"Just because I like to solve a mystery once in awhile, everyone thinks I'm Charlie Chan, Philo Vance, and The Sphinx all rolled into one."
~Clay 'Dal' Dalzell (William Powell) in Star of Midnight
Star of Midnight features William Powell as lawyer Clay "Dal" Dalzell who is well known in New York for his expertise in criminal law but also revered for his ability to solve tough criminal cases. Dal's friend Tim Winthrop comes to him and asks Dal's help in finding his girlfriend, Alice, who had vanished a year ago. When a gossip columnist named Tennant is shot in Dal's swank (and I do mean swank!) apartment, Dal must once again take the case to clear his name and find out who the killer is. Dal's fiancee, Donna Mantin (Ginger Rogers) works with him on the case. The complete synopsis is here, complete with spoilers, but one of the things I place the least emphasis on in movies like these are the plots, which are often indecipherable the first time around, at least to me!
This was clearly RKO's attempt to cash in on the Thin Man film, which had been an surprise hit in 1934. No doubt the prospect of Powell co-starring with RKO's box office champ Rogers had the RKO bigwigs seeing dollar signs in their dreams. But RKO's entry into the Thin Man sweepstakes has a lot to offer fans of the earlier film. Powell's Dal Dalzell is a sophisticated New Yorker, with a swellegant apartment complete with his loyal butler, Swayne (Gene Lockhart), and an amazing bathroom including a barber's chair and toilet (unseen, of course) which plays "Pop Goes the Weasel" when someone sits on it! Much of the film takes place in Dal's apartment and with a stellar RKO set by Van Nest Polglase, it's easy to see why; it's gorgeous!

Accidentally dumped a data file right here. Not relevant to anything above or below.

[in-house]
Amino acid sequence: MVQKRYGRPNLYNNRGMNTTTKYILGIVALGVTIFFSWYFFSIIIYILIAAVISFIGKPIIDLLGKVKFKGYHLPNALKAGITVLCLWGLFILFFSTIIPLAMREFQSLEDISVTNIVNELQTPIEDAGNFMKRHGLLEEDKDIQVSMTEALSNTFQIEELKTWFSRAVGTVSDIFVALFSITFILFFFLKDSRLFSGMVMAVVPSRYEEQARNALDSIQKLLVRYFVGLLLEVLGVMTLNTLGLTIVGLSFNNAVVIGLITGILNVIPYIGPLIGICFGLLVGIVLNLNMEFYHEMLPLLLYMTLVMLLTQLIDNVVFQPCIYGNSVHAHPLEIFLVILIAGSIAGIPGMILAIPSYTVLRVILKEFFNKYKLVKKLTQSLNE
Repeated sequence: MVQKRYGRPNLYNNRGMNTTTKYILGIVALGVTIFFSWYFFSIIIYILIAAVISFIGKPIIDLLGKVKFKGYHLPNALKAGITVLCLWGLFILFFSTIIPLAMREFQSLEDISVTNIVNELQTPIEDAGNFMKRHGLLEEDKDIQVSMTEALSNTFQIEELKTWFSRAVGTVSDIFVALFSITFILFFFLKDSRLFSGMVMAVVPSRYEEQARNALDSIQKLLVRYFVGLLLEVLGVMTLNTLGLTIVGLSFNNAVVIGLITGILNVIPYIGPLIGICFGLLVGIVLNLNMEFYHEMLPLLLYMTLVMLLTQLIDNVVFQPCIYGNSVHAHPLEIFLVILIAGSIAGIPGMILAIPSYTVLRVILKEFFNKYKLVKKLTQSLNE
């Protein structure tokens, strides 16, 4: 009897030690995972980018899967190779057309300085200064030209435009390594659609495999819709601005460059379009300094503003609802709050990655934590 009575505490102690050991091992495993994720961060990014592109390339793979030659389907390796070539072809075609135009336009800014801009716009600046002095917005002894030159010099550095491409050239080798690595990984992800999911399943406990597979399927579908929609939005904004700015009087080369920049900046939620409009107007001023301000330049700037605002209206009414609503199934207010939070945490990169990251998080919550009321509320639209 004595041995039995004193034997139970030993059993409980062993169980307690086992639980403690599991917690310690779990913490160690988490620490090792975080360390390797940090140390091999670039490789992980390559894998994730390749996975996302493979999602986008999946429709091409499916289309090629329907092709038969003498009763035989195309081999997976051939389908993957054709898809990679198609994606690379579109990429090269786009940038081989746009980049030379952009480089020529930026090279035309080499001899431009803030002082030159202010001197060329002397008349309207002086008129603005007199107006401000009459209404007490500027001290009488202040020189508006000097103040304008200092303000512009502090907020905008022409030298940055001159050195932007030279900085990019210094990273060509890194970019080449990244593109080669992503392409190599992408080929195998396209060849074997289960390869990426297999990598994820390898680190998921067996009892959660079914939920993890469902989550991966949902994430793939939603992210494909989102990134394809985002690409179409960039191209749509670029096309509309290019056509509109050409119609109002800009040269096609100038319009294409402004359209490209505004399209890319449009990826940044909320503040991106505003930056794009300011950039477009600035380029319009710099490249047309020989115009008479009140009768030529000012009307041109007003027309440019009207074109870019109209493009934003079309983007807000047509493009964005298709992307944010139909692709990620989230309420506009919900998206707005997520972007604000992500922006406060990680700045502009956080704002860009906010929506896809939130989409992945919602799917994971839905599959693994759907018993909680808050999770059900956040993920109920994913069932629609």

Dal's world is very much in the Thin Man mold, as the amateur sleuth has a steady stream of cocktails flowing at home as well as at the King Charles Hotel's bar. Girlfriend Donna matches him every drink of the way, as well as in witty repartee. In fact, Star of Midnight finds Ginger's Donna every bit Powell's equal here, unlike Nora Charles, who often had to meddle in her husband's cases. Dal even refers to Donna as his "partner"; that's uncommon in 1930s cinema and it was refreshing to see. Initially, I was concerned that the Powell-Rogers chemistry might not be so hot, but about forty-five minutes in, I realized that things were quite good between the two stars, as if they had finally gotten used to one another after an inauspicious beginning. Their rapport is nowhere near the Powell-Loy level, but then, no one's is. Still, it's a shame the two stars never worked together again.
I'd recommend Star of Midnight to anyone who loves what I call the "Husband and Wife Detective" genre. Fans of the Thin Man series as well as RKO features will marvel at the beautiful sets, and of course Ginger Rogers is quite a sight to behold. She's not at her most beautiful ever, but that would come soon enough.
I hope this comes to DVD soon. TCM's voting as of this writing is 145 votes and the movie ranks 494 on their list, so go and vote for Star of Midnight! It's another healthy dose of 1930s wit, glamour, and Thin Man-esque mystery.
Update: Laura's Miscellaneous Musings has an entry on Star of Midnight.